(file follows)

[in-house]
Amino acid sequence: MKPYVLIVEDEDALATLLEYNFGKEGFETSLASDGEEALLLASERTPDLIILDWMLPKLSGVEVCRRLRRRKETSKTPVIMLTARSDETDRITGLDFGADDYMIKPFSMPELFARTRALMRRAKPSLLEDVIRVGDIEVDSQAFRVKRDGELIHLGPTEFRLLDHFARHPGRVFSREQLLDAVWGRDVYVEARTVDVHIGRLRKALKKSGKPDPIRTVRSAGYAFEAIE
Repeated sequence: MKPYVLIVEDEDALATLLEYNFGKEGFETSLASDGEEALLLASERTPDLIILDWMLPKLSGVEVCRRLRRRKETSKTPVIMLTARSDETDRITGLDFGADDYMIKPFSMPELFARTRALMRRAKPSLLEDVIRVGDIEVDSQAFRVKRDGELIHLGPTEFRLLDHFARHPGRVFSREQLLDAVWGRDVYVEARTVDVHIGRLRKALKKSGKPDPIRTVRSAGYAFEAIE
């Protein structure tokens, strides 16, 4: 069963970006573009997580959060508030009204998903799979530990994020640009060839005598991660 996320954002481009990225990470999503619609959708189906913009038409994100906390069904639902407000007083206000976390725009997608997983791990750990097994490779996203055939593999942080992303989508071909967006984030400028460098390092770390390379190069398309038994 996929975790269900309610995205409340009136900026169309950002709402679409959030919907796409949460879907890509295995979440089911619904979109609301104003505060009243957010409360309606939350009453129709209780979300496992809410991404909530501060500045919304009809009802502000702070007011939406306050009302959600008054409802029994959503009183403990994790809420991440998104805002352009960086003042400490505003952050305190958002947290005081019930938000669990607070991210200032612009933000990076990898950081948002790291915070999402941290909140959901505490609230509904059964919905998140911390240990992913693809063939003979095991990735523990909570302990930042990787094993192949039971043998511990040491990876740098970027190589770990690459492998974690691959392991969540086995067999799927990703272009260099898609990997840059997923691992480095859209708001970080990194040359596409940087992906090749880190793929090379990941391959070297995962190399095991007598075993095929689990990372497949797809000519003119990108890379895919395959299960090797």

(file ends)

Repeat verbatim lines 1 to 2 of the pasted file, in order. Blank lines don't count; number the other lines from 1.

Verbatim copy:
[in-house]
Amino acid sequence: MKPYVLIVEDEDALATLLEYNFGKEGFETSLASDGEEALLLASERTPDLIILDWMLPKLSGVEVCRRLRRRKETSKTPVIMLTARSDETDRITGLDFGADDYMIKPFSMPELFARTRALMRRAKPSLLEDVIRVGDIEVDSQAFRVKRDGELIHLGPTEFRLLDHFARHPGRVFSREQLLDAVWGRDVYVEARTVDVHIGRLRKALKKSGKPDPIRTVRSAGYAFEAIE